St. Mary & Virginia Falls Trail

Distance: 3.6 miles

Difficulty: Moderate

Trailhead: St. Mary Falls Trailhead

This trail promises a refreshing journey to two of the park’s iconic waterfalls. It’s a moderate hike, perfect for a half-day adventure, offering chances to swim in the cool, glacial waters.

Many Glacier

Grinnell Glacier Trail

Distance: 10.6 miles (7.2 miles with a boat tour)

Difficulty: Strenuous

Trailhead: Many Glacier Hotel near the Many Glacier Ranger Station

Challenge yourself on this hike past glacial lakes to the stunning Grinnell Glacier. The trail culminates at Upper Grinnell Lake, providing unforgettable glacier vistas. Opt for a boat tour to learn about the area and to shorten the hike.

Grinnell Lake Trail

Distance: 6.8 miles (2.2 miles with a boat tour)

Difficulty: Easy

Trailhead: Many Glacier Hotel near the Many Glacier Ranger Station

An easier, family-friendly option that offers the same majestic views with minimal elevation gain, leading to the turquoise Grinnell Lake. A boat tour can reduce the distance, making it an easier 2-3 hour hike.

Each trail in Glacier National Park presents a unique perspective on the park’s diverse landscape, from serene lakes and ancient forests to alpine vistas and glacier views. Whether you’re a seasoned hiker or a casual walker, these trails will offer you an unforgettable hiking experience.

Hikes Outside of Glacier National Park

Explore beyond the borders of Glacier with local favorite hikes.

The Jewel Basin 

Offering expansive views from Mount Aeneas, the Jewel Basin encompasses 15,349 acres of pristine wilderness, featuring 27 lakes and 35 miles of trails. Dog-friendly and accessible, this area is a local favorite for its diverse hikes, including the scenic Mt. Aeneas, Picnic Lakes Loop, Tongue Mountain Trail, Birch Lake Trail, and Blackfoot Lake. Visit the Forest Service website for trail details.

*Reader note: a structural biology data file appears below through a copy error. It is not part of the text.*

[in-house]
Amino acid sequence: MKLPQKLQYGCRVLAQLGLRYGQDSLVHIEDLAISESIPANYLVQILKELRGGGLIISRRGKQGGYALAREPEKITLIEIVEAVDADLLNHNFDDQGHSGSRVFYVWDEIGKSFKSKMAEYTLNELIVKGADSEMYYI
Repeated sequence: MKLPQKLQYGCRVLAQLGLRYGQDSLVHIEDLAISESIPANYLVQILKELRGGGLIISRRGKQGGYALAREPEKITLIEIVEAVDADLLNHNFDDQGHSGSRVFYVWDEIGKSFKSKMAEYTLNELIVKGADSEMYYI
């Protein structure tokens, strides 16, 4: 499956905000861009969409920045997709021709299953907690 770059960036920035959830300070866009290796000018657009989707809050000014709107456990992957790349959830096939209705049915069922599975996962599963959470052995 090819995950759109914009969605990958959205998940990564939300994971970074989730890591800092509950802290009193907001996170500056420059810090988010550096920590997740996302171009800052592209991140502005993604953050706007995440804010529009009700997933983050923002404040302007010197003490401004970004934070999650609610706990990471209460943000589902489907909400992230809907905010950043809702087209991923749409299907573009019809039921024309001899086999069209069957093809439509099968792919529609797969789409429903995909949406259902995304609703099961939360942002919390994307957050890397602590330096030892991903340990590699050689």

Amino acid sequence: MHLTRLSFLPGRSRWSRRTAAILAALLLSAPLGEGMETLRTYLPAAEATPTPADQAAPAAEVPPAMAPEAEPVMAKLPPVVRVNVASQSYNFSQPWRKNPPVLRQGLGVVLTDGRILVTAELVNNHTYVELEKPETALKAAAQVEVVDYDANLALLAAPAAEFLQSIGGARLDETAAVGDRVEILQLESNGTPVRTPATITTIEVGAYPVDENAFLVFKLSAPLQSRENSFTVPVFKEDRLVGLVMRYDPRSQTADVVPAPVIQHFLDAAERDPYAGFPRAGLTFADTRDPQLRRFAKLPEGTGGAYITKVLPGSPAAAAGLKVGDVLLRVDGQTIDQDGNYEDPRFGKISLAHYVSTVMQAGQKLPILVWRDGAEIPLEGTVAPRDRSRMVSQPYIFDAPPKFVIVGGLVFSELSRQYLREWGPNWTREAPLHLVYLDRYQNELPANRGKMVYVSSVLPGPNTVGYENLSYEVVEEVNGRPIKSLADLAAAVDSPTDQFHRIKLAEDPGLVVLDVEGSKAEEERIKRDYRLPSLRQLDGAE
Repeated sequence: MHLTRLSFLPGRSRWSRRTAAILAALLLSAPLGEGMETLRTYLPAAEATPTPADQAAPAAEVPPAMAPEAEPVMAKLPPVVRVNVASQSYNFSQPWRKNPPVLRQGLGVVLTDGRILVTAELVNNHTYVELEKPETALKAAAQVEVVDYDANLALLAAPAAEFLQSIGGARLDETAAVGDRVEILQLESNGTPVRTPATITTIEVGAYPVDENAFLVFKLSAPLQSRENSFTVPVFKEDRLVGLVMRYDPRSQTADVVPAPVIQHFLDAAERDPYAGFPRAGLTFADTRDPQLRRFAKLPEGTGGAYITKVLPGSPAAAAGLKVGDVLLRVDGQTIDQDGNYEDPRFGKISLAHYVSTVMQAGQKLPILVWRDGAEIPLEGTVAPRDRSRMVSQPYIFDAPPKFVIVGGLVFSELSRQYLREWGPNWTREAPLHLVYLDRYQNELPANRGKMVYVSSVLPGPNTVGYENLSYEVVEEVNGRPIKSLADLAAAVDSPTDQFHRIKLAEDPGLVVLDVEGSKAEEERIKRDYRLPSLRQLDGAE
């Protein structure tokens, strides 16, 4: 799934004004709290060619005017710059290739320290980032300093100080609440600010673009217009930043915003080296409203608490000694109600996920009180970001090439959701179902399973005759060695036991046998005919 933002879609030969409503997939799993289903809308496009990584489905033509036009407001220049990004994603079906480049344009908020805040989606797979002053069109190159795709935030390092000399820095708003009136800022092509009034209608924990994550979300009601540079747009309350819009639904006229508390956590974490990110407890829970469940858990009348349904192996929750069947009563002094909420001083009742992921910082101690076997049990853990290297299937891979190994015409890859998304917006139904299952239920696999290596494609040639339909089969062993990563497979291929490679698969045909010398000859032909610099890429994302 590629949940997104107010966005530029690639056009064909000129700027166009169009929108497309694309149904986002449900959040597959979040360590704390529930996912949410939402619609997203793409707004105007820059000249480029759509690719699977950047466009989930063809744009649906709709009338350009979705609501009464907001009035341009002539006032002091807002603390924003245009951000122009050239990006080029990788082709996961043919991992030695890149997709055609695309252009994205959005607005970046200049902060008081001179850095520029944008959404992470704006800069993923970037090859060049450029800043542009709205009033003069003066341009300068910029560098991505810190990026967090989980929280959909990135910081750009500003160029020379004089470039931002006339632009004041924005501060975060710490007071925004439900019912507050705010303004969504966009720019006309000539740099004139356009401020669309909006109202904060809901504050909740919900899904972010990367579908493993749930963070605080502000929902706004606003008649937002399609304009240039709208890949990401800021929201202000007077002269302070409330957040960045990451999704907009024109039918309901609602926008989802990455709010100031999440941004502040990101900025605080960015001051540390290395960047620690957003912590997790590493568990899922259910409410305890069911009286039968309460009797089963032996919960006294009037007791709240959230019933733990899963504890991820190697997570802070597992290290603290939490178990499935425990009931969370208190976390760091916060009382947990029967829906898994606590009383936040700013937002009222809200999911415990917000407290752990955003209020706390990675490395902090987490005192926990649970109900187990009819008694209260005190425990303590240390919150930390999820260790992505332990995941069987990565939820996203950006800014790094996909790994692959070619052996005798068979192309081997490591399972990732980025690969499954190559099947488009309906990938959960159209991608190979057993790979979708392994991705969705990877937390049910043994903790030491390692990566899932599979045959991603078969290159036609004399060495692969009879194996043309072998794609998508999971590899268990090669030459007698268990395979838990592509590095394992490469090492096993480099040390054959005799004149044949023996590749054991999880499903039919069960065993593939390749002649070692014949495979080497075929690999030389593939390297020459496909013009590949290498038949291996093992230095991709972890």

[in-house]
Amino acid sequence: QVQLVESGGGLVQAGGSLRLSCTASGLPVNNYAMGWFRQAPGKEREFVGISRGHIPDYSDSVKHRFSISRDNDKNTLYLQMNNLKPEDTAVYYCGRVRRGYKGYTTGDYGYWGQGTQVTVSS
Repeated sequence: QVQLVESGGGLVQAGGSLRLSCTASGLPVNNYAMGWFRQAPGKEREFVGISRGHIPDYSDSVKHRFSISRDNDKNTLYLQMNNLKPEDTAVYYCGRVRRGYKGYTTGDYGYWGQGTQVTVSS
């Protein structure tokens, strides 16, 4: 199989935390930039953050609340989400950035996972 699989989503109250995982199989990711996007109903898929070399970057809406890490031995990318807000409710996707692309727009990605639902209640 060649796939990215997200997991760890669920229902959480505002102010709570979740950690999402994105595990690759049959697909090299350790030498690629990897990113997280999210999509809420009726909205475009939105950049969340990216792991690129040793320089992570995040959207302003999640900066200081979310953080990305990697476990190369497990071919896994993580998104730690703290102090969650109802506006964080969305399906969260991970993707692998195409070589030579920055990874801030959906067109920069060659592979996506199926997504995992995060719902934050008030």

Flathead National Forest

Flathead National Forest presents an idyllic setting for those seeking solitude without the need for permits or entry fees. This dog-friendly forest is known for its tranquil trails, glaciated features, high alpine lakes, and abundant wildlife. Highlights include the Bond Lake hike, Graves Creek Falls, Flathead Lookout, and Spotted Bear Beach—perfect for a refreshing dip in the wild.

Beyond The Hiking Trails: Fly Fishing and More

Experience the best of “Big Sky Country” with guided adventures or a self-guided driving tour outside Glacier National Park. You can easily add an adventure to your stay at Under Canvas. Check out some of our favorite things to do outside of Glacier:

Montana Fly Fishing

Cast your line into the pristine waters of Glacier Country, where the serene landscapes meet the thrill of fly fishing. With every cast, enjoy the breathtaking backdrop of Montana’s rugged beauty.

Gourmet Rafting Adventure

Navigate the gentle flows of the Middle Fork of the Flathead River. This unique journey combines the excitement of rafting with the pleasure of a gourmet meal served on the riverbank, offering an unforgettable dining experience amidst nature.

Whitewater Rafting Thrills

Experience the rush of whitewater rafting on the Middle Fork of the Flathead River, known for its wild and scenic routes. Prepare for an adrenaline-packed adventure that skirts the edges of Glacier National Park.

Scenic Drives Outside of Glacier National Park

Go on a self-guided scenic drive through the heart of Montana’s stunning landscapes. Travel southeast on Highway 83 to Swan Lake, where a forested valley filled with lakes awaits. Or explore the circumference of Flathead Lake on Highway 93, enjoying the captivating views, local brews, and the vibrant culture of quaint towns along the way. Don’t miss the Hungry Horse Reservoir, with the imposing Hungry Horse Dam and hiking, paddling, boating, or wild swimming opportunities.

Where to Stay Near Glacier National Park

Located just seven miles from Glacier National Park’s West Entrance, Under Canvas Glacier offers a unique, upscale camping experience in Montana’s “Big Sky Country.” Sleep under the stars in your own upscale, safari-inspired tent, featuring a king-size bed, plush linens, ensuite bathroom, and wood-burning stove. Our camp is open from June to mid-September and features complimentary activities like live music, morning yoga, kids’ activities, nightly fires, complimentary s’mores, and more. Escape to the wilderness in comfort and style, with Kalispell Airport just 40 minutes away.